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Mar
21
awarded  Famous Question
Feb
8
revised Combining strings command and grep: how to limit results to null-terminated strings
edited tags
Feb
8
comment Combining strings command and grep: how to limit results to null-terminated strings
As usual, you're simply a magician. :-O Thank you so much. Had not the slightest idea that tr would even understand a whole set like [[:print:]]instead of mere dumb single characters (i. e. the purpose it would normally serve). Might take me a while to have your partially "golfed" solution broken down to things I can follow, but nevermind: I think I can master that on my own. Thanks again.
Feb
8
comment How to get a string between two special characters using Shell?
@StéphaneChazelas I was just as confused as you were...Well, for a starter: when I want a string between two special characters I usually assume that there will be no special character of the same kind in between! So to say, parsing the (silly) string &%asdf$Chris$fdsa?# for "the string between the $" would clearly mean that the result is Chris and, as visible, there is no other $ sign in between. How else could the parser decide?? -- This question ought to be flagged as "too specific" as the technique described in the answers may not be needed elsewhere but in this lone case.
Feb
8
revised Combining strings command and grep: how to limit results to null-terminated strings
Wording in add.note amended. (Man, grammar in this one is tricky.)
Feb
7
comment Combining strings command and grep: how to limit results to null-terminated strings
@MarkPlotnick Well, actually I thought that if someone posts a solution for '\x00', I can also make this work for, say, '\x07'. Plus, iit was in fact a matter of physical length of question title: now picture something like "Combining strings command and grep: how to limit results to strings terminated by NUL or similar non-printable characters" :-) Ugh. TL;DR. So I chose the most significant case and I am going to adapt similar cases accordingly.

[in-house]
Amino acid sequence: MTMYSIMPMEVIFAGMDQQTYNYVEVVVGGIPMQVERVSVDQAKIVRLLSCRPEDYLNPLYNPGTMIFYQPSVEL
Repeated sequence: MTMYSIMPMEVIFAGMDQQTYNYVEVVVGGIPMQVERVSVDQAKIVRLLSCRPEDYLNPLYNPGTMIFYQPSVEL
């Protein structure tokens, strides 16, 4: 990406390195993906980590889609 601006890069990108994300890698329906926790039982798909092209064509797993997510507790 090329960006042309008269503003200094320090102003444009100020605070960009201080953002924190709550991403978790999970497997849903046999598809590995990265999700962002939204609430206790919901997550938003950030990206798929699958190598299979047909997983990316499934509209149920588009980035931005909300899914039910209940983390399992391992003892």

Feb
7
revised Combining strings command and grep: how to limit results to null-terminated strings
added 2 characters in body
Feb
7
comment Combining strings command and grep: how to limit results to null-terminated strings
@MarkPlotnick Well I always love to be as portable as possible. :) Thanks for the heads-up with -o, as I didn't consider it absolutely necessary. However, if it can eliminate said artifacts, I might include it in the grep options. Besides: I chose the NUL as most common case, but it might indeed be a \x01 in another. So there'd be your control code, all of a sudden! :) That reads, the ideal way would be to find a solution that will work a) without -a and b) for ALL [^[:print:]]
Feb
7
comment Combining strings command and grep: how to limit results to null-terminated strings
@MarkPlotnick Indeed it would, however there appears to be a general problem with \xAA hex codes in the grep regex. Spotted lots of similar questions here on SE. Users occasionally had to work around it by greping for 'XYZ'$'\x00', i. e. using the built-in trickery of some (not all!) shells. Maybe hex codes in grep will only work reliably in GNU grep? Besides: -a is discouraged, as it might wreak havoc on a terminal due to the shell interpreting some of the control codes as actual ones. So these might clear your screen, deface output strings, insult your mother...;-)
Feb
7